Warming waters have driven thousands of ocean species poleward from the equator, threatening marine ecosystems and the livelihoods of people who depend on them, researchers reported Monday. Comparison of data on nearly 50,000 species over three 20-year periods up to 2015 revealed that the exodus from tropical waters is accelerating, they reported in the journal PNAS. The tropics have long harboured an outsized proportion of marine life, but could see that diversity disappear if climate change is not brought to heel, the authors warned.
“Global warming has been changing life in the ocean for at least 60 years,” senior author Mark Costello, a professor of marine biology at the University of Auckland, told AFP. “Our findings show a drop of about 1,500 species at the equator,” he added. “This will continue throughout the century, but the pace will depend on how we reduce—or not—greenhouse gas emissions.” “The ‘missing’ tropical species are likely following their thermal habitat as subtropical waters warm,” noted co-author David Schoeman, a professor of ecology at Nelson Mandela University in Port Elizabeth, South Africa.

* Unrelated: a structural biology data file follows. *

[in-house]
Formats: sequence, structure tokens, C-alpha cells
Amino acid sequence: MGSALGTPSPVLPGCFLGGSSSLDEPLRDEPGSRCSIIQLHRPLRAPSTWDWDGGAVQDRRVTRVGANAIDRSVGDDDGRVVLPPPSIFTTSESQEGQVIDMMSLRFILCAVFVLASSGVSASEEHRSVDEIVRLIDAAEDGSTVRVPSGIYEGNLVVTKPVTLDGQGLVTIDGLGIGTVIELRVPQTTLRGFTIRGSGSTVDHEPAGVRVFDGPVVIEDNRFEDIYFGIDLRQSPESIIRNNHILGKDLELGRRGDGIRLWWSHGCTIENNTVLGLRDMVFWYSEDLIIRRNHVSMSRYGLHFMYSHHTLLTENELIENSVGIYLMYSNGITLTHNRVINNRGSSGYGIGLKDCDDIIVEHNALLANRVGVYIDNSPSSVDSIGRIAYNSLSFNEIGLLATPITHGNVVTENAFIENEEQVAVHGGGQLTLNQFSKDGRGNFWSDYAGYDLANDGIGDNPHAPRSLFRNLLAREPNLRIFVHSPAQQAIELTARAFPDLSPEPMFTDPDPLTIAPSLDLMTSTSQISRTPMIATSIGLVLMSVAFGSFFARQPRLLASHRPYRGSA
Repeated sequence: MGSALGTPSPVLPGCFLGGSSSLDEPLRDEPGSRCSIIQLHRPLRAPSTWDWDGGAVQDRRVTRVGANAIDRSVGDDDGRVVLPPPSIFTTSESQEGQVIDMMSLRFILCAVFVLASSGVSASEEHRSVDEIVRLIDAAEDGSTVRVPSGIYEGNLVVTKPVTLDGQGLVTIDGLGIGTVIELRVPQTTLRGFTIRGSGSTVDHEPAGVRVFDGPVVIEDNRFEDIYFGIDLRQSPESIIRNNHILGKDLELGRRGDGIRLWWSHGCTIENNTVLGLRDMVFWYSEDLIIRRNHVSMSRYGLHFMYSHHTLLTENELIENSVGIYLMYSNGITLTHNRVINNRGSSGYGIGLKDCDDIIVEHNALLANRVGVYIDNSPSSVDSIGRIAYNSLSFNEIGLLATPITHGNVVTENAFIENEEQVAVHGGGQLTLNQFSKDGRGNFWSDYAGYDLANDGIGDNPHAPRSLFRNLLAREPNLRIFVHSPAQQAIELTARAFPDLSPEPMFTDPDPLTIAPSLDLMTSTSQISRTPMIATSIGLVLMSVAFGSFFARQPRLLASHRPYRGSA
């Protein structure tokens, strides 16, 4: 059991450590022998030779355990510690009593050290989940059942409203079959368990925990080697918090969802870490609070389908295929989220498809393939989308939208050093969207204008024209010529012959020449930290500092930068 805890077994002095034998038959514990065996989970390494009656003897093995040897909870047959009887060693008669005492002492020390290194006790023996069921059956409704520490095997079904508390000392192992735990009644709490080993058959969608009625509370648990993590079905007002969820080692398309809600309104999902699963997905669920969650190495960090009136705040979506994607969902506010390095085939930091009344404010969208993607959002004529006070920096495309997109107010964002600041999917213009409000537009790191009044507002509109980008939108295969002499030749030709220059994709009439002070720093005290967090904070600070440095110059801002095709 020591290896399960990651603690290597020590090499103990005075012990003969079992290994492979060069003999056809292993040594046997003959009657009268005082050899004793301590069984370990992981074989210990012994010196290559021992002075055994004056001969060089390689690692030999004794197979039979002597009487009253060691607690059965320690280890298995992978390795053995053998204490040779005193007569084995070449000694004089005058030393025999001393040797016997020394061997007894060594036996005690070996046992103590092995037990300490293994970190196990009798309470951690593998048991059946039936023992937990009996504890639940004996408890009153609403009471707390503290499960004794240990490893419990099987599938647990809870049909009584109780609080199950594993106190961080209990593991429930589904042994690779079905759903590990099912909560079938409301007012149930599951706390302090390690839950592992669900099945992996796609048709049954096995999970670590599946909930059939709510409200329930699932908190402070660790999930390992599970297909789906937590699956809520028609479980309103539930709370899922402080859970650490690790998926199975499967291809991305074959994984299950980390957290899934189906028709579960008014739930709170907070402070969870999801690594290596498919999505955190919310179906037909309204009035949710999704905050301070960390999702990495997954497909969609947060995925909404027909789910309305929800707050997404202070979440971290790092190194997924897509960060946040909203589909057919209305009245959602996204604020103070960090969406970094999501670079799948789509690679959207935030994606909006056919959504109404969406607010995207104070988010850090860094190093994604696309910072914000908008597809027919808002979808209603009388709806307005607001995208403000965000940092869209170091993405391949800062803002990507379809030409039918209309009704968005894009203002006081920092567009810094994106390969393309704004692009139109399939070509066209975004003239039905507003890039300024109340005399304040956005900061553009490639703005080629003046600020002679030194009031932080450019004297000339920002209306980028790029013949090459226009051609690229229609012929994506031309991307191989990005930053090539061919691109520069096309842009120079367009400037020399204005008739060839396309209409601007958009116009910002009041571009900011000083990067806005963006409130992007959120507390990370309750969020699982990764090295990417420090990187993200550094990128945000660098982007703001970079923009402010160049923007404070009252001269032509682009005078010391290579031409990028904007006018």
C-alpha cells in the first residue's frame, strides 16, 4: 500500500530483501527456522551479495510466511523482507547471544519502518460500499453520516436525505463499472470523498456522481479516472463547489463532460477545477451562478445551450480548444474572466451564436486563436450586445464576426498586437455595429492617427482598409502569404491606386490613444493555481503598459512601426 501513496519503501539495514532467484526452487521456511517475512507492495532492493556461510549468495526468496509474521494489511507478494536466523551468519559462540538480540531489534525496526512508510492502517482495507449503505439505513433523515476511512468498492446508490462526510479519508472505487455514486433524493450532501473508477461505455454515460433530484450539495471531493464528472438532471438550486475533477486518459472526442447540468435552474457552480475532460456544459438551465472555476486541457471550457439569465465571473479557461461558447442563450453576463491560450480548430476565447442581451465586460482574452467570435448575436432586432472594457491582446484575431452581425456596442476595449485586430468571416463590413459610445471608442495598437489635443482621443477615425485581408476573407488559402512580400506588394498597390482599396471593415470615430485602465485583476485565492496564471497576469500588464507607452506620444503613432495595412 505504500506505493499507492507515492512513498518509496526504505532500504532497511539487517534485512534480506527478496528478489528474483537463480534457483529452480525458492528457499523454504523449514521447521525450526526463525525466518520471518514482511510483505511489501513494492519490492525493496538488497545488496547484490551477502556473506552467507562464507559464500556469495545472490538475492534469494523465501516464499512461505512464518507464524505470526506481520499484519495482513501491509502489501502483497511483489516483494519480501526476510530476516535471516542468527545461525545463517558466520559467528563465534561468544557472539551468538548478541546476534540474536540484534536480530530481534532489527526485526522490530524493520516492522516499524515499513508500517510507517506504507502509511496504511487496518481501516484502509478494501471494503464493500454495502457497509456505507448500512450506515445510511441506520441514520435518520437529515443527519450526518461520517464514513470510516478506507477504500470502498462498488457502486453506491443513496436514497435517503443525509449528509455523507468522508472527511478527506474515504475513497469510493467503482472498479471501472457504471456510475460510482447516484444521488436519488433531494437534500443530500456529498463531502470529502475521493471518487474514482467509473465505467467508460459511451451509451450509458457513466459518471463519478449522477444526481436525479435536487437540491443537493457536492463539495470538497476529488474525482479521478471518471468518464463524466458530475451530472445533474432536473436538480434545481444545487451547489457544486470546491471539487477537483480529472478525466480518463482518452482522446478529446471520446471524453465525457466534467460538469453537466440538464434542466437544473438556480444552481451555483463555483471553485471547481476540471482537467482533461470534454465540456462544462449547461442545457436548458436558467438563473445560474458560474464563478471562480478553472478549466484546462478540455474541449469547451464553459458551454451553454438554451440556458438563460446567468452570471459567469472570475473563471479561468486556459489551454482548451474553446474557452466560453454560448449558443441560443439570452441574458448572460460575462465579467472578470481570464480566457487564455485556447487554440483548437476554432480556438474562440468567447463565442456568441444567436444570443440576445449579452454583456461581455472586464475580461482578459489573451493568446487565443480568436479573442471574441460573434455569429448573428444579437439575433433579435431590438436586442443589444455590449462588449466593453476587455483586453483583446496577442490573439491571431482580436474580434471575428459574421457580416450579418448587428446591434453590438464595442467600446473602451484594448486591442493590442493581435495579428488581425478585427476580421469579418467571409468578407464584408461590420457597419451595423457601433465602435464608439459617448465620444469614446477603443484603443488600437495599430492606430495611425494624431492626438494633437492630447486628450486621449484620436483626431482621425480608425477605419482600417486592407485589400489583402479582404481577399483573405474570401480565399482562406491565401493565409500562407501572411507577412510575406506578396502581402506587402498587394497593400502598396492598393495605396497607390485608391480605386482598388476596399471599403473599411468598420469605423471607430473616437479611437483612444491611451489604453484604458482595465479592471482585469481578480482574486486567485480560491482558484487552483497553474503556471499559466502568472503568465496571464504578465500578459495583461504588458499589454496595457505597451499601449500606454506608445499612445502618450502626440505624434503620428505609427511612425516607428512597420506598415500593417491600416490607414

Fossil records show that the same thing happened 140,000 years ago, the last time global surface temperatures were as hot as they are now. Based on data in the open-access Ocean Biodiversity Information System, the statistical study does not look at how individual species will adapt to new environments. The impact on commercial fish stocks in the tropics is not addressed either, though it is clear which parts of the world will be hit the hardest. “Indonesia and other nations near the equator, such as in West Africa, have the most to lose because their stocks can only decrease,” as no new species will replace those leaving, Costello said.